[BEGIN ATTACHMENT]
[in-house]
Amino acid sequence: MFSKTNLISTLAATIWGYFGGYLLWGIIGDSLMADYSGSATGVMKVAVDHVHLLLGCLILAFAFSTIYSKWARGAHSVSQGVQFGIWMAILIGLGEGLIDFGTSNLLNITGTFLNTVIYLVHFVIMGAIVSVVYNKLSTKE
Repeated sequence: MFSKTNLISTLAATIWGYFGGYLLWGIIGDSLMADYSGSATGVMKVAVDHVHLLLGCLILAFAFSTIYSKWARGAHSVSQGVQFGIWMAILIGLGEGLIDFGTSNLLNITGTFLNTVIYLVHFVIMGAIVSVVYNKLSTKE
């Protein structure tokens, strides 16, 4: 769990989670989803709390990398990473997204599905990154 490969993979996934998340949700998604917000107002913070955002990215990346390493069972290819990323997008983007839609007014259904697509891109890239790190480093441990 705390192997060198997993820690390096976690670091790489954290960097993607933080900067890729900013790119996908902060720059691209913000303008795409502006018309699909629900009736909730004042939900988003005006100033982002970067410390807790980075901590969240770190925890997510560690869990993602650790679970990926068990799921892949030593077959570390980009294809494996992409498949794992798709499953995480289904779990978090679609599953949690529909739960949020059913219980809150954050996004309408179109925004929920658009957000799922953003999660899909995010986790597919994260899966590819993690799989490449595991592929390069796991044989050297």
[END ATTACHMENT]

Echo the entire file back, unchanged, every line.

[in-house]
Amino acid sequence: MFSKTNLISTLAATIWGYFGGYLLWGIIGDSLMADYSGSATGVMKVAVDHVHLLLGCLILAFAFSTIYSKWARGAHSVSQGVQFGIWMAILIGLGEGLIDFGTSNLLNITGTFLNTVIYLVHFVIMGAIVSVVYNKLSTKE
Repeated sequence: MFSKTNLISTLAATIWGYFGGYLLWGIIGDSLMADYSGSATGVMKVAVDHVHLLLGCLILAFAFSTIYSKWARGAHSVSQGVQFGIWMAILIGLGEGLIDFGTSNLLNITGTFLNTVIYLVHFVIMGAIVSVVYNKLSTKE
């Protein structure tokens, strides 16, 4: 769990989670989803709390990398990473997204599905990154 490969993979996934998340949700998604917000107002913070955002990215990346390493069972290819990323997008983007839609007014259904697509891109890239790190480093441990 705390192997060198997993820690390096976690670091790489954290960097993607933080900067890729900013790119996908902060720059691209913000303008795409502006018309699909629900009736909730004042939900988003005006100033982002970067410390807790980075901590969240770190925890997510560690869990993602650790679970990926068990799921892949030593077959570390980009294809494996992409498949794992798709499953995480289904779990978090679609599953949690529909739960949020059913219980809150954050996004309408179109925004929920658009957000799922953003999660899909995010986790597919994260899966590819993690799989490449595991592929390069796991044989050297």